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A Date To Remember: Shutting down the greatest ever

The Giants smother Jim Brown to win the 1958 Eastern Conference playoff

James Madison v West Virginia
Sam Huff and the 1958 Giants defense did the improbable: They completely shut down Jim Brown in his prime.
Photo by Patrick McDermott/Getty Images

A Date To Remember is an occasional series Big Blue View will be running through the Super Bowl, highlighting the glory of the Giants’ past and celebrating the biggest playoff wins in franchise history.

Third Time’s A Charm

Dec. 21, 1958

Eastern Conference playoff

Giants 10, Browns 0

The objective was simply daunting.

Stop Jim Brown.

He was a fullback who inflicted punishment and rarely suffered it. He was the NFL’s Most Valuable Player. And he was maybe the greatest running back — and player — in league history.

The Giants entered the playoff at Yankee Stadium having beaten Brown and his Cleveland Browns twice in the regular season, both times with fourth-quarter comebacks. The second victory had come only a week earlier in the regular-season finale, when Pat Summerall hit a field goal in the snow for a 13-10 win to clinch the tiebreaker.

It would decide the conference’s representative in the NFL Championship game.

To get there, the Giants had to beat Brown and Co. a third time — twice in eight days.

But true to the franchise identity as a physical, defense-first team, the Giants took Brown completely and quite literally out of the game. The Associated Press’ 1958 MVP rushed for a career-low eight yards on seven carries.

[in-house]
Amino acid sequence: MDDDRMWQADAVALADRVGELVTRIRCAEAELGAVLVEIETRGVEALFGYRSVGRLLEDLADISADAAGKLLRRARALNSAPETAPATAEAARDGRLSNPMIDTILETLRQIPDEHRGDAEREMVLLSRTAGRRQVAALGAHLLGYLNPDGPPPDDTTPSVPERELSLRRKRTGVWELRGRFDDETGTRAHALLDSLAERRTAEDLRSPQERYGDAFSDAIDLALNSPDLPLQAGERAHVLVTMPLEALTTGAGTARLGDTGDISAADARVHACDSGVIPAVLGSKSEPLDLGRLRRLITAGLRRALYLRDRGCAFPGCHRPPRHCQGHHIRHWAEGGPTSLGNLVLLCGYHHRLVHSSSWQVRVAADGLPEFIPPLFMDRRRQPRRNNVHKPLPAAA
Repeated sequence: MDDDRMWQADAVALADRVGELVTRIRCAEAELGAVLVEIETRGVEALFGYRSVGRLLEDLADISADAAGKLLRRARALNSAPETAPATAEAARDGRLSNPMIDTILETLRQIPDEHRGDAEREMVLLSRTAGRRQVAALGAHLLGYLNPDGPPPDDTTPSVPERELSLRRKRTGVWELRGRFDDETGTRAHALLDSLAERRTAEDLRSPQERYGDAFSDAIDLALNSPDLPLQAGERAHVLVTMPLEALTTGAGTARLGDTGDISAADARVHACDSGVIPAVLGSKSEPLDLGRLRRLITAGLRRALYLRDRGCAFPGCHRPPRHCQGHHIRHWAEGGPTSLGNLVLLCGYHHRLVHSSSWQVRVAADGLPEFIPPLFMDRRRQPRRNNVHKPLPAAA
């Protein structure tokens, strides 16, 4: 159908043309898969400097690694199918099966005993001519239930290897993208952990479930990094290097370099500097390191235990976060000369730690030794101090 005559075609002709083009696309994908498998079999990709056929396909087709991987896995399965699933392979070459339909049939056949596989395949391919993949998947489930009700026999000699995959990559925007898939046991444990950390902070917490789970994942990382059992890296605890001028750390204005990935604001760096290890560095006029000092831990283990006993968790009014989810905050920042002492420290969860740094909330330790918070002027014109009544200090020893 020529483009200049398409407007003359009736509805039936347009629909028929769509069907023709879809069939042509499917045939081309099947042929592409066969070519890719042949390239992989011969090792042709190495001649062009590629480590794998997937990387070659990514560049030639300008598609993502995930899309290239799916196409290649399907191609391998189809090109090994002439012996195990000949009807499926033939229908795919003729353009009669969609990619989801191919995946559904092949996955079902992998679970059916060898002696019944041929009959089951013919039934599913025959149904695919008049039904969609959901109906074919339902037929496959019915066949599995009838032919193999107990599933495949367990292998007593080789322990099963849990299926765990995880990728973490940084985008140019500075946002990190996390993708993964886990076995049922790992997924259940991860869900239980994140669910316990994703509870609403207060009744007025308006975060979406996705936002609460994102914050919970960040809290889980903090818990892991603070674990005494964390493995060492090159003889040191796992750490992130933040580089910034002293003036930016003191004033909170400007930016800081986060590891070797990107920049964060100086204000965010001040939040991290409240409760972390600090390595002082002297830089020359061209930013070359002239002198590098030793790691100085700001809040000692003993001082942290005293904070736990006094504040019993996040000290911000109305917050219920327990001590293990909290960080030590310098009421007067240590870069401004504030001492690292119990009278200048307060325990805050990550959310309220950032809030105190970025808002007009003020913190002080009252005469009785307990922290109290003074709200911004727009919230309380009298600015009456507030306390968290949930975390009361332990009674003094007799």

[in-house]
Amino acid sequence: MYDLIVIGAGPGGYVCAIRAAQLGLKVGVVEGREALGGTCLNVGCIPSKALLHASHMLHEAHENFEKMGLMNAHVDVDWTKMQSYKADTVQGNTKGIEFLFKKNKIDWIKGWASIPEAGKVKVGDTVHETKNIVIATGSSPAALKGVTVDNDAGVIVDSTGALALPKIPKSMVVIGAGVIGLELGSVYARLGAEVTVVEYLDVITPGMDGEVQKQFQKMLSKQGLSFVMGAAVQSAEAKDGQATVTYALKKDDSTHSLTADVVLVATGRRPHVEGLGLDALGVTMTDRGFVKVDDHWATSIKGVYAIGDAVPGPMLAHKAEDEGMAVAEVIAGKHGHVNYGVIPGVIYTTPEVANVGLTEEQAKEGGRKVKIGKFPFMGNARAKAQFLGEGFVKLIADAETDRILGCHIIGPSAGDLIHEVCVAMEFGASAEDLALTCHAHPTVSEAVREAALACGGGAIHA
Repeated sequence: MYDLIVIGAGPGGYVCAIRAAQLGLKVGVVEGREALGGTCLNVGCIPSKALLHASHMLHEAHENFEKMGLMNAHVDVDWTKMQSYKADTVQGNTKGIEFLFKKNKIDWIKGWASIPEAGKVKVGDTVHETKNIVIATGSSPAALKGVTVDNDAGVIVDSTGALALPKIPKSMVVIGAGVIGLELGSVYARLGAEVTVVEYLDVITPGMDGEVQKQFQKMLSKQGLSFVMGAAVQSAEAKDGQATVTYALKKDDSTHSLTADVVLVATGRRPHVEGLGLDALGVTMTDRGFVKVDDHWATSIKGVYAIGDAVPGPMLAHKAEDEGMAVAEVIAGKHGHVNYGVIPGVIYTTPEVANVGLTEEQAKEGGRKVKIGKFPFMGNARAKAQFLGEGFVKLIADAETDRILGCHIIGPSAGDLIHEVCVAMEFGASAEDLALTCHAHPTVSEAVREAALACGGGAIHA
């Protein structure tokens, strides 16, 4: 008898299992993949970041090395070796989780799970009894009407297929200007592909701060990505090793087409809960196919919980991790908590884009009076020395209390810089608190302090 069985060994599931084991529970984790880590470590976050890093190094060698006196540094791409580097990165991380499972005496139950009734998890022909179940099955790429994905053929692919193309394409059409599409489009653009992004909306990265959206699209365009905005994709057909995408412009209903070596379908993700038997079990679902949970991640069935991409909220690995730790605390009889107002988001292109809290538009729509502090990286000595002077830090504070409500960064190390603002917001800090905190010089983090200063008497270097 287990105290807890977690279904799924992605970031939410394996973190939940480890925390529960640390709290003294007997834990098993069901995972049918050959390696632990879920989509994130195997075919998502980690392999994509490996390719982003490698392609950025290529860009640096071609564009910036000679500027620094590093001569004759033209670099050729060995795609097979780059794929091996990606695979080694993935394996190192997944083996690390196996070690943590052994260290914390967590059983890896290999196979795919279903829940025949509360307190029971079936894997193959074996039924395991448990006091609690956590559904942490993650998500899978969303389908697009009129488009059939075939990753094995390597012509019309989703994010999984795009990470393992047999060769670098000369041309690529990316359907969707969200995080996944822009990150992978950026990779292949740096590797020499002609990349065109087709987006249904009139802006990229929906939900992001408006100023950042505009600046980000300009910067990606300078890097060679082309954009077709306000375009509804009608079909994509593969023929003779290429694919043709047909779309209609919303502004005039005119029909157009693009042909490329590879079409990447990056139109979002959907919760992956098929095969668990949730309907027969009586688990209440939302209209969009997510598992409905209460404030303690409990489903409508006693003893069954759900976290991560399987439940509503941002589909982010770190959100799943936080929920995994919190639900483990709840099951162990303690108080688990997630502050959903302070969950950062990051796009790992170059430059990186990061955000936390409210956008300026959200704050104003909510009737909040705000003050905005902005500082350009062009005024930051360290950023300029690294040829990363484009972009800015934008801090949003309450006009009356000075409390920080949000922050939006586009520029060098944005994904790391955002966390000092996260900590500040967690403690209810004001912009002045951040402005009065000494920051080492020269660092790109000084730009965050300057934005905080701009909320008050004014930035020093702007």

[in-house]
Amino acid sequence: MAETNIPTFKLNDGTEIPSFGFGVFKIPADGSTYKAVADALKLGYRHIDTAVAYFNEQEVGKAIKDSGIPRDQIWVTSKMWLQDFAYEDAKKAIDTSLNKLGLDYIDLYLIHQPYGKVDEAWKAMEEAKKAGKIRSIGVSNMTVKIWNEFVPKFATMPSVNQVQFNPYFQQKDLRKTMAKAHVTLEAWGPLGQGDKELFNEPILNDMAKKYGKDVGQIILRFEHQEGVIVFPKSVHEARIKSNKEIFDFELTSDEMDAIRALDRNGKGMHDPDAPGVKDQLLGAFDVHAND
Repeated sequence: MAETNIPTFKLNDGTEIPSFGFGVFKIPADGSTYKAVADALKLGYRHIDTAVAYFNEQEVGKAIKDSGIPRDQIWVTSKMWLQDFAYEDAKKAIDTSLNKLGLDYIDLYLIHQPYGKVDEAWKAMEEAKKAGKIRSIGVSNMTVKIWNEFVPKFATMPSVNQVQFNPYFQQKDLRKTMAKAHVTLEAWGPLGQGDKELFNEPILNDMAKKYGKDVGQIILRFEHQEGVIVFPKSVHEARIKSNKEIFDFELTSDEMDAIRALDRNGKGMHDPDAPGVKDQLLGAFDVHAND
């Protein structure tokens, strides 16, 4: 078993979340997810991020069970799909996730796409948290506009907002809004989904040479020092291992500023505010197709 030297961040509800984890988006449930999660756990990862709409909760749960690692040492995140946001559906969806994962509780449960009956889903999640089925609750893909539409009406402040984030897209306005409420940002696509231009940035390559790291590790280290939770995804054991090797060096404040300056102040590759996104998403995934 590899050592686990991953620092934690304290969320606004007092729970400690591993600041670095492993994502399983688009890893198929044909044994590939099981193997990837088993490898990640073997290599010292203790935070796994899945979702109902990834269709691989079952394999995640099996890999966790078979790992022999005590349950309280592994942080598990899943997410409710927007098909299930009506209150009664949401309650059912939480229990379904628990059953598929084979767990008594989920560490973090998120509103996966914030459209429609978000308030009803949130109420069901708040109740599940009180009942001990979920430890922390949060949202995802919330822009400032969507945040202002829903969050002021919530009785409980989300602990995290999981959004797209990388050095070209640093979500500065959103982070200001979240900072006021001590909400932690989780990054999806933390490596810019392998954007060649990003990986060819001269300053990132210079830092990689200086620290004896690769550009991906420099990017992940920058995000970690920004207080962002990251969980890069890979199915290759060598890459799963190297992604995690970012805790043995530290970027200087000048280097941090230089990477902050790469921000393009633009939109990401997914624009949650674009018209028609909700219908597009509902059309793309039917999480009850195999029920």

Linebacker Sam Huff claims he knocked out Brown — or at least he almost did.

”I knocked him out, right at the pitcher’s mound at Yankee Stadium,” he told Paul Schwartz in the book, Tales from the New York Giants Sideline: A Collection of the Greatest Giants Stories Ever Told. “Dick Modzelewski hit him low, and Jim Brown was trying to shake him off and I came in and drilled him...

“He said he wasn’t knocked out. I said, ‘You might as well have been.’”

The offense provided 10 first-half points thanks to a Frank Gifford lateral to Charlie Conerly, who ran it in for a 10-yard touchdown run in the first quarter, and Summerall’s 26-yard field goal in the second.

The defense made the lead stick.

”We had a defense that could take a ballplayer and shut him down. I don’t care who he was,” Huff told Schwartz. “We shut Jim Brown down. No other defense has ever done that against Jim Brown.”

The Giants limited the Browns to only 24 yards on 13 carries and rushed for 211 yards on 53 attempts.

There were a whopping eight turnovers in the game, and the Giants fumbled six times (but lost only two).

The victory was the culmination of a terrific run for the Giants, who began the season 2-2 before winning eight of nine games, including a 19‐17 victory over the defending-champion Detroit Lions and a 24-21 win over the Baltimore Colts, to reach the NFL Championship.

It set up what came to be known as “The Greatest Game Ever Played” a week later against those Colts. But that’s a story for another day.